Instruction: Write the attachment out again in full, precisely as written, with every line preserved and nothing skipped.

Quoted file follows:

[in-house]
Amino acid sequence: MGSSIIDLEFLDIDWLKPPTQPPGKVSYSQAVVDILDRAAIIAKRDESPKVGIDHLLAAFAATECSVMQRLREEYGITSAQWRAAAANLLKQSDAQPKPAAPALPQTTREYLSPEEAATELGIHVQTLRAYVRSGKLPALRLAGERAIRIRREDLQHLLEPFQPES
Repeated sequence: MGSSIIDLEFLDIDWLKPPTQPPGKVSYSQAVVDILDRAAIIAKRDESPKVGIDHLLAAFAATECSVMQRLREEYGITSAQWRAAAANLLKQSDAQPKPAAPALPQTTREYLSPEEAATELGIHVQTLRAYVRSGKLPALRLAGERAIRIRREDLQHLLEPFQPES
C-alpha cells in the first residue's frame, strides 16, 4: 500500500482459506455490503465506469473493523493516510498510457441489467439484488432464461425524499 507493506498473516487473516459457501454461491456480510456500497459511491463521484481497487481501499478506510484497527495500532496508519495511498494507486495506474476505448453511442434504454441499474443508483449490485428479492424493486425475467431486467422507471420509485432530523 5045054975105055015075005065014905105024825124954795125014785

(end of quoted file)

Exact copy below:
[in-house]
Amino acid sequence: MGSSIIDLEFLDIDWLKPPTQPPGKVSYSQAVVDILDRAAIIAKRDESPKVGIDHLLAAFAATECSVMQRLREEYGITSAQWRAAAANLLKQSDAQPKPAAPALPQTTREYLSPEEAATELGIHVQTLRAYVRSGKLPALRLAGERAIRIRREDLQHLLEPFQPES
Repeated sequence: MGSSIIDLEFLDIDWLKPPTQPPGKVSYSQAVVDILDRAAIIAKRDESPKVGIDHLLAAFAATECSVMQRLREEYGITSAQWRAAAANLLKQSDAQPKPAAPALPQTTREYLSPEEAATELGIHVQTLRAYVRSGKLPALRLAGERAIRIRREDLQHLLEPFQPES
C-alpha cells in the first residue's frame, strides 16, 4: 500500500482459506455490503465506469473493523493516510498510457441489467439484488432464461425524499 507493506498473516487473516459457501454461491456480510456500497459511491463521484481497487481501499478506510484497527495500532496508519495511498494507486495506474476505448453511442434504454441499474443508483449490485428479492424493486425475467431486467422507471420509485432530523 5045054975105055015075005065014905105024825124954795125014785